Sunday, 31 May 2009


That's Ezekiel, of course, not Elijah - in my own defence I was writing the sermon & simultaneously baking two cakes for a visiting choir!

Friday, 29 May 2009

Sermon - first draft

I'll come back to this tomorrow, I hope - but I think it's getting there...

Pentecost (Ezekiel 37: 1-14, Romans 8: 22-27, Acts 2: 1-21)

I have to confess that there are certain films that I still think of as ‘Sunday afternoon’ films – the ones that seemed to be on time and time again on Sunday afternoons in my youth. Even when I watch them today, many years later, I can almost taste the tongue sandwiches and tinned peaches. One of these films is Jason and the Argonauts – which is packed with truly fantastic sequences, thanks to Ray Harryhausen’s stop-frame animation. One of the most memorable scenes is where Jason & his men fight skeletons brought to life by the baddy with the beard.

Perhaps when you heard the story of Elijah and the valley of bones you were imagining something like that – I know I always do. God tells the prophet to prophecy to the bones, and they come together as whole skeletons, and then the breath of God – God’s spirit - comes into them and they are fully alive and stand as an amazing army.

There the resemblance with Jason & the Argonauts ends, because this army is not there to fight, but to be an illustration of how the Spirit and power of God will take a scattered people and bring them together again, breathing new life into them, and making them one people. The Spirit makes many, one.

In Acts, too we have examples of many, of diversity, of variety – many tongues of fire are seen, many languages are spoken and understood by people from many different places. Many different classes and ages of people are promised that God’s spirit will be with them. Yet again the Spirit makes many, one: as all are enabled to hear the good news of Jesus Christ.

Today we celebrate the coming of the Spirit. We are many and varied – from different churches, different villages, different backgrounds. We are each unique and rightly so, God has created us to be an infinitely varied species. Yet God has sent us his Spirit – to make us one. One in Christ, one church, one faith, one in purpose.

On Ascension Day we were left, with the disciples, looking for the vanished risen body of Jesus Christ. Waiting…. Today we see the body of Christ is here again – but the shocking news is, it’s us! We are called to be the body of Christ, to chosen vessel for God’s Spirit in the world. We who were scattered and lifeless and many are pulled together into one people of God, one body of Christ.

We have seen a small example of how this might happen for our seven churches – the prayer for healing network, with the cards and boxes for people’s prayers in all 7 churches, is a god example of how, when we listen to the Spirit, we can be pulled together in God’s work. It is a small start, but it has been amazing to see that work grow from vague thoughts of what we might do, to a growing sense of working together.

And what next?
I have no idea.
Just as when we started out on exploring the healing ministry we had no idea what we might end up doing together. But we wondered what to do…together: we explored as one church, listening for the one spirit to tell us how we were to be pulled together in God’s work.

Of course it isn’t always easy to hear what the spirit is saying to us – we have to listen together and listen to one another – we have to remember that the prophet Joel taught that God’s spirit would be poured out even on the lowliest and the least. Peter states on the day of Pentecost that this prophecy has now come true – God’s spirit is poured out on all people. We need to learn to trust that when we listen to one another and seek God’s will, God’s way will open to us.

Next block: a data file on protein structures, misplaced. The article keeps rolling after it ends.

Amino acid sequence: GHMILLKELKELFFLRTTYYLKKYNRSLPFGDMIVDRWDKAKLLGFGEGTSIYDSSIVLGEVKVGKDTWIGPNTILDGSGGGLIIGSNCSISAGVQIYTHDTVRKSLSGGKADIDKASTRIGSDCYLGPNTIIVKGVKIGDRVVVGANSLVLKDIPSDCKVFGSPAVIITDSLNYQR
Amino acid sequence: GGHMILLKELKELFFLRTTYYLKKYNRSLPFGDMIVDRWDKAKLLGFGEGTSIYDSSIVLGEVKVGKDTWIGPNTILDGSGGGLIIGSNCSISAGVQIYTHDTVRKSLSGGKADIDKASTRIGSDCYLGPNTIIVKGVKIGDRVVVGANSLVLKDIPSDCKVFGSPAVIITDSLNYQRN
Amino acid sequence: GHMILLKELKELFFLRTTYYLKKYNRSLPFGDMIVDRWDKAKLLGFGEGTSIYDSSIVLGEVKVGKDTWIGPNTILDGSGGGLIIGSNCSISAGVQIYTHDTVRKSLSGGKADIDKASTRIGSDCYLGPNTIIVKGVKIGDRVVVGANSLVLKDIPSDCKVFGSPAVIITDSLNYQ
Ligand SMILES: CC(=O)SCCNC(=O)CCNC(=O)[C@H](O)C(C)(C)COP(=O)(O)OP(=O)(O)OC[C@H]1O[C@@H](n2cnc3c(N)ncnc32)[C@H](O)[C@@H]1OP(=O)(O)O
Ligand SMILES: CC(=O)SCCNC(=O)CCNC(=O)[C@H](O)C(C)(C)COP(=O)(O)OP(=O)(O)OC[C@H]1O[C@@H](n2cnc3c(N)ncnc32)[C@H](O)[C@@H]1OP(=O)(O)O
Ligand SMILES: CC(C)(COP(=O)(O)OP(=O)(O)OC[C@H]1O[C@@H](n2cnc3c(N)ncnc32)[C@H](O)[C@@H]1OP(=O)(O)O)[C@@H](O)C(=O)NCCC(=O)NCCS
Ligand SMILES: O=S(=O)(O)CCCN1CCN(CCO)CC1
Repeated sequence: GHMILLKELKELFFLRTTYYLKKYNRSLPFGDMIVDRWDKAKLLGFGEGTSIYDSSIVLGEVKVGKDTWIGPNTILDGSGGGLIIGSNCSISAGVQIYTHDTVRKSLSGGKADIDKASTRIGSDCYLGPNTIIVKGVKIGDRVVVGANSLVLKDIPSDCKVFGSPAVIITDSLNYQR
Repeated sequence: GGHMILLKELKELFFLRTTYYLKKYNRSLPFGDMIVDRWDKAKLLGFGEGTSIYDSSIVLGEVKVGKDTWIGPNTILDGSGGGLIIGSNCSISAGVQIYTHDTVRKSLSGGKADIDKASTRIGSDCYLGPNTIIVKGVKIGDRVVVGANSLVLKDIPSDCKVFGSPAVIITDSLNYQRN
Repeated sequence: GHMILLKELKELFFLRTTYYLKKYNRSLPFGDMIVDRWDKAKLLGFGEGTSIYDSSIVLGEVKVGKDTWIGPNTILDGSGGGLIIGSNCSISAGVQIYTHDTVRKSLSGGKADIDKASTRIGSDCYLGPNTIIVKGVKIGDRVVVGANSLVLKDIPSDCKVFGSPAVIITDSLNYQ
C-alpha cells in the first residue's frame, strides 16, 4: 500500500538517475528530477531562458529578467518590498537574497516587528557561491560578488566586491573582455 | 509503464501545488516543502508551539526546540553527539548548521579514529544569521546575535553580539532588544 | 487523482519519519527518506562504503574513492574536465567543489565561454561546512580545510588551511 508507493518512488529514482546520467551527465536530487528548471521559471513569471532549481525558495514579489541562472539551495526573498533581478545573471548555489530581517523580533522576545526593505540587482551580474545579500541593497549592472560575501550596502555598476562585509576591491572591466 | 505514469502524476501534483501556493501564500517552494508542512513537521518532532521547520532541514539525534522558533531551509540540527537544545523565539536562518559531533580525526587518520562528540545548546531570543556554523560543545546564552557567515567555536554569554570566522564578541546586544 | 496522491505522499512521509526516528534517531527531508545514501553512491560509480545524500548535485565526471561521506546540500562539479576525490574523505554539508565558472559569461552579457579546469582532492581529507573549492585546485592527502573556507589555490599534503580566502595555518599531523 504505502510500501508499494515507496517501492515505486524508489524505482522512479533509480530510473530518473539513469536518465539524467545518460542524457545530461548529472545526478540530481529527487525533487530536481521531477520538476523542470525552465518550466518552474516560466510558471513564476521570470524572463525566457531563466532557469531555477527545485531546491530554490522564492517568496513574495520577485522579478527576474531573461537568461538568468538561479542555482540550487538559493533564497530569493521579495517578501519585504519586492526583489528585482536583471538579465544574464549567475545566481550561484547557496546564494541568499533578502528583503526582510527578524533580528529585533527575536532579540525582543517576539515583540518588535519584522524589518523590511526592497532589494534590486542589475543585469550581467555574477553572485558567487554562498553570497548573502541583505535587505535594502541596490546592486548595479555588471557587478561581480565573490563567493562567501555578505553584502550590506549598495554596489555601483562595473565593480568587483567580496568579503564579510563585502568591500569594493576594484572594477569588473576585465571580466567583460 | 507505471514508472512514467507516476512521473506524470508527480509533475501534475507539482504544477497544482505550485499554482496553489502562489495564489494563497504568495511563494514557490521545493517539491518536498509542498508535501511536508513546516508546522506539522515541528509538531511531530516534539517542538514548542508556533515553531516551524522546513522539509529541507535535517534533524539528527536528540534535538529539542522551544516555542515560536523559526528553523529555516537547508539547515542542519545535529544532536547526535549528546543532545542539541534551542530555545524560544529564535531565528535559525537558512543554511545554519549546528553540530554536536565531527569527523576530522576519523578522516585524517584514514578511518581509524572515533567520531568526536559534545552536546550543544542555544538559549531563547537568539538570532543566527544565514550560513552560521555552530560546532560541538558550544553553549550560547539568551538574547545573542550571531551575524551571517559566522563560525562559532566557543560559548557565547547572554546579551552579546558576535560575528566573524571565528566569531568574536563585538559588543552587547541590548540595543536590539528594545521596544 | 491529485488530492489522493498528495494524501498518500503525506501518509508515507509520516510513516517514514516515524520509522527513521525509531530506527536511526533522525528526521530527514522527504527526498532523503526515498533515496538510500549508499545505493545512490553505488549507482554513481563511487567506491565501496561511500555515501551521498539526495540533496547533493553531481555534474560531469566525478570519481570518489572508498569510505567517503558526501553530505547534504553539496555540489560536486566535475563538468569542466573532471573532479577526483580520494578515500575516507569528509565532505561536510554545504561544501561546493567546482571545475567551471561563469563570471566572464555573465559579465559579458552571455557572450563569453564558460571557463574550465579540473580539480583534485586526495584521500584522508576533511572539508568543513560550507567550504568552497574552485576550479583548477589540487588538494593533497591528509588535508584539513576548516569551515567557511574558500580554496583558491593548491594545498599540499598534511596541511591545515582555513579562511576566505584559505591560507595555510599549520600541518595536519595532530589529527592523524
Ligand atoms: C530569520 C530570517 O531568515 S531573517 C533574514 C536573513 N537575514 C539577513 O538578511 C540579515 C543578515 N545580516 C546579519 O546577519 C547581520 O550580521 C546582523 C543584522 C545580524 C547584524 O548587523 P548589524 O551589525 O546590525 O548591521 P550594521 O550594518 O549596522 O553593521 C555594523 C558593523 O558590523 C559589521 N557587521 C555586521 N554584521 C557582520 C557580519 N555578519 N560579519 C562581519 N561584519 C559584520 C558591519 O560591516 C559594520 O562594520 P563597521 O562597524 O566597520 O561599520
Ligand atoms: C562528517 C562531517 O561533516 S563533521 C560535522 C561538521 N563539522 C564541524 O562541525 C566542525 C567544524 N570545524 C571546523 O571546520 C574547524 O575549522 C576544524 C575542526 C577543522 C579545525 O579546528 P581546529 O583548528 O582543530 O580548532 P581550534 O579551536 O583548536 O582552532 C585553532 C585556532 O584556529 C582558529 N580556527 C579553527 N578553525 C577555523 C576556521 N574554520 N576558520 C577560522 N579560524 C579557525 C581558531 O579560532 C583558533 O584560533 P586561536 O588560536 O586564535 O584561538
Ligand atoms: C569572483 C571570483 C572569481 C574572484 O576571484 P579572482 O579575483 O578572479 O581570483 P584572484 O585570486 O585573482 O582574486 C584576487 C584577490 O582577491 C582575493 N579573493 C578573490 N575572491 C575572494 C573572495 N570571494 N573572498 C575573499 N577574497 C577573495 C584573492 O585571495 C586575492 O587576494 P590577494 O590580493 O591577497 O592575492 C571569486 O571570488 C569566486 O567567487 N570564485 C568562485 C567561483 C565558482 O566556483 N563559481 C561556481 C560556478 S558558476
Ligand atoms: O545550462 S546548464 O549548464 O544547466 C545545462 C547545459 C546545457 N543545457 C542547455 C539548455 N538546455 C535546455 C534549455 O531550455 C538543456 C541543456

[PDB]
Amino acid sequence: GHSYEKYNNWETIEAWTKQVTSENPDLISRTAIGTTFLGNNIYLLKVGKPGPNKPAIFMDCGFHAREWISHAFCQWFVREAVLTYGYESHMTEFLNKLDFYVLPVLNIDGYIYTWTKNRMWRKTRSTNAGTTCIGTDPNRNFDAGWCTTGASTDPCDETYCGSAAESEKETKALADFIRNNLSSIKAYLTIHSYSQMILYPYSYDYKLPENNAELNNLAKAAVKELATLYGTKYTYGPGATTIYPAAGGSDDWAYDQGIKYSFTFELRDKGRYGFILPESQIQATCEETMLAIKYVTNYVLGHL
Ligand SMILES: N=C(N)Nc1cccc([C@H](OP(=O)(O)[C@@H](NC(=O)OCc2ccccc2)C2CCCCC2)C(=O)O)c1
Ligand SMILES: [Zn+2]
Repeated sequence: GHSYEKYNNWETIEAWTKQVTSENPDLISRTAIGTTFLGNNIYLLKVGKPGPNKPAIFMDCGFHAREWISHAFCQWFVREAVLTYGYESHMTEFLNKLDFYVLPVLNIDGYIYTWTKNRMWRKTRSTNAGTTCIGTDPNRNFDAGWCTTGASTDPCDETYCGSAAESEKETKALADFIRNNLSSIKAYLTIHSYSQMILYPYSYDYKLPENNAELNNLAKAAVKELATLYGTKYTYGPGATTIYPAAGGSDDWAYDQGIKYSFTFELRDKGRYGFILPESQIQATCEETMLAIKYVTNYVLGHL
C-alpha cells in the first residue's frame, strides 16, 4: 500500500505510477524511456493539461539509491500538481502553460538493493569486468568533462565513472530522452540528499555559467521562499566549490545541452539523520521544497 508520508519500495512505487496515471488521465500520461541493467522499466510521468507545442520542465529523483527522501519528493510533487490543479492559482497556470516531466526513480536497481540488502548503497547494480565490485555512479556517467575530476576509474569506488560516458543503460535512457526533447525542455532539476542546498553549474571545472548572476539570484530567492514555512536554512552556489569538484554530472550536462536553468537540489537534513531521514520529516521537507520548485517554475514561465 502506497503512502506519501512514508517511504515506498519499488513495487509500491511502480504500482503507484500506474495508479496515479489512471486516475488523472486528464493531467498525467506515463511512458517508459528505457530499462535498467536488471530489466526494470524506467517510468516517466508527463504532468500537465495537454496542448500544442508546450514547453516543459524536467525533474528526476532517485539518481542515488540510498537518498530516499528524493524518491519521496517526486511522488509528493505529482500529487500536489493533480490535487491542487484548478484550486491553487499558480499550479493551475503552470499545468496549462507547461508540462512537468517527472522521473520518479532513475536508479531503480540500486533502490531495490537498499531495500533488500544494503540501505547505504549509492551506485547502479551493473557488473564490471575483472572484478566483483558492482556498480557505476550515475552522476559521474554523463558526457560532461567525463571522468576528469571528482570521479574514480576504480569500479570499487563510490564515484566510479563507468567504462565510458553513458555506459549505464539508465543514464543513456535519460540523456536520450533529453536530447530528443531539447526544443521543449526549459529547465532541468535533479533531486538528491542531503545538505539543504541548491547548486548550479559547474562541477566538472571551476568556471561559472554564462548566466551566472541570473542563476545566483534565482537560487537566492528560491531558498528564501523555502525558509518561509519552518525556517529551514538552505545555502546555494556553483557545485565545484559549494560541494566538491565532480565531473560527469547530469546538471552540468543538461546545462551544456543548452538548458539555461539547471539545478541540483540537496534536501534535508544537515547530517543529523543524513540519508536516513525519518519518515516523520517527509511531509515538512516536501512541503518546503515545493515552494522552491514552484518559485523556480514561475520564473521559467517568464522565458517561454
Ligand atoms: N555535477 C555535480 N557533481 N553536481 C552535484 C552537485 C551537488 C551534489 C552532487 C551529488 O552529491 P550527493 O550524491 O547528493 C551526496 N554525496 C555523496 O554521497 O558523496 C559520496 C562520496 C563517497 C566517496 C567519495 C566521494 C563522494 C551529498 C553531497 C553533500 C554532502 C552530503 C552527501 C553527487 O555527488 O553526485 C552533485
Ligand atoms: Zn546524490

And if all that sounds too difficult – relax!

It is the work of the Spirit to help us – Paul says in his letter to the Romans that we do not even know how to pray as we ought – but the Spirit himself intercedes for us. When as one body we seek God’s will, the Spirit is there among us, breathing new life into us, empowering us to be Christ’s own for the world.

And to God by the glory, in the church and in the world, now and forever. Amen.

Wednesday, 27 May 2009

Pentecost 2009

Readings will be:
Acts 2: 1-4
Ezekiel 37: 1-14
Romans 8: 22-27
Acts 2: 1-21

No I've not made a mistake putting the Acts reading down twice - the idea is that while the children are still in the service they hear the story of the coming of the Spirit, and join in with streamers...

We have a 'coming together of congregations': 7 churches of 2 different denominations, who are exploring how to work together across 5 villages. After all that complicated maths, I want to preach on unity in diversity - many tongues, many different people and different walks of life (and in Ezekiel many bones come together in one army) BUT - one Church, one Lord, one faith, one baptism, one Spirit...

There's lots to organise, too: readers, music, a walk of witness at the end with banners to say who we are to the cricketers on the green, fizzy wine. Come Holy Spirit!

Thursday, 21 May 2009

Sunday 24th May 09

The problem with this Sunday's readings are that they are dealing with the rather strange time between Ascension and Pentecost - they have a sense of waiting for something bigger and better - and quite right too.
However, I have a baptism at one of my churches on Sunday, and trying to explain about Ascension AND Pentecost AND the fact that we're in-between the two seems a bit tough on all of us, so I've gone for celebrating Ascension, and linking this in to the Baptism, whilst also trying to prepare from next week's Pentecost service.